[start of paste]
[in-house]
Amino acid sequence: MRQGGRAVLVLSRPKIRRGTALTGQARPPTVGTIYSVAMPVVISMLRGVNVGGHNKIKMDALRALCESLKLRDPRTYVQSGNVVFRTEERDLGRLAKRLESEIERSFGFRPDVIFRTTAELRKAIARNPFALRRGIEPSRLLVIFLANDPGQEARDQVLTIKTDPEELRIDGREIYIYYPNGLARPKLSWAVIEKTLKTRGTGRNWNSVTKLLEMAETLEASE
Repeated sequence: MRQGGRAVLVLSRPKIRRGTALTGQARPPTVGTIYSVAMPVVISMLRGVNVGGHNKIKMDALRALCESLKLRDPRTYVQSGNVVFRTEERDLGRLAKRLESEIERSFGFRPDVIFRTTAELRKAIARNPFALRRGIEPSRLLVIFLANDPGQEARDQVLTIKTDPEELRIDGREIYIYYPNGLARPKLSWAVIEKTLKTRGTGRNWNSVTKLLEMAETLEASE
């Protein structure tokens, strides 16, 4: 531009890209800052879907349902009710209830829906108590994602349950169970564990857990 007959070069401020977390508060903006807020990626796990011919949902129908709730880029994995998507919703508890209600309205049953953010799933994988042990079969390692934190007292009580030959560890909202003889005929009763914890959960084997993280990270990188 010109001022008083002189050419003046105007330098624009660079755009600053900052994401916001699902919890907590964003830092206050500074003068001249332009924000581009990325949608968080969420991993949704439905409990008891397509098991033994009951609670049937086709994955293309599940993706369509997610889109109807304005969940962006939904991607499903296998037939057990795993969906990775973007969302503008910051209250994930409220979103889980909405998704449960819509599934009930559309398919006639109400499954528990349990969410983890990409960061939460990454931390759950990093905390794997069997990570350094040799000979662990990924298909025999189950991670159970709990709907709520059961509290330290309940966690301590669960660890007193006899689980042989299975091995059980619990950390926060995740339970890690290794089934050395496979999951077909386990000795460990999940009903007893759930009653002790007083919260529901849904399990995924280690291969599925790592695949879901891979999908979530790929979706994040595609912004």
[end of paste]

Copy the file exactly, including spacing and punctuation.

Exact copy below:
[in-house]
Amino acid sequence: MRQGGRAVLVLSRPKIRRGTALTGQARPPTVGTIYSVAMPVVISMLRGVNVGGHNKIKMDALRALCESLKLRDPRTYVQSGNVVFRTEERDLGRLAKRLESEIERSFGFRPDVIFRTTAELRKAIARNPFALRRGIEPSRLLVIFLANDPGQEARDQVLTIKTDPEELRIDGREIYIYYPNGLARPKLSWAVIEKTLKTRGTGRNWNSVTKLLEMAETLEASE
Repeated sequence: MRQGGRAVLVLSRPKIRRGTALTGQARPPTVGTIYSVAMPVVISMLRGVNVGGHNKIKMDALRALCESLKLRDPRTYVQSGNVVFRTEERDLGRLAKRLESEIERSFGFRPDVIFRTTAELRKAIARNPFALRRGIEPSRLLVIFLANDPGQEARDQVLTIKTDPEELRIDGREIYIYYPNGLARPKLSWAVIEKTLKTRGTGRNWNSVTKLLEMAETLEASE
């Protein structure tokens, strides 16, 4: 531009890209800052879907349902009710209830829906108590994602349950169970564990857990 007959070069401020977390508060903006807020990626796990011919949902129908709730880029994995998507919703508890209600309205049953953010799933994988042990079969390692934190007292009580030959560890909202003889005929009763914890959960084997993280990270990188 010109001022008083002189050419003046105007330098624009660079755009600053900052994401916001699902919890907590964003830092206050500074003068001249332009924000581009990325949608968080969420991993949704439905409990008891397509098991033994009951609670049937086709994955293309599940993706369509997610889109109807304005969940962006939904991607499903296998037939057990795993969906990775973007969302503008910051209250994930409220979103889980909405998704449960819509599934009930559309398919006639109400499954528990349990969410983890990409960061939460990454931390759950990093905390794997069997990570350094040799000979662990990924298909025999189950991670159970709990709907709520059961509290330290309940966690301590669960660890007193006899689980042989299975091995059980619990950390926060995740339970890690290794089934050395496979999951077909386990000795460990999940009903007893759930009653002790007083919260529901849904399990995924280690291969599925790592695949879901891979999908979530790929979706994040595609912004």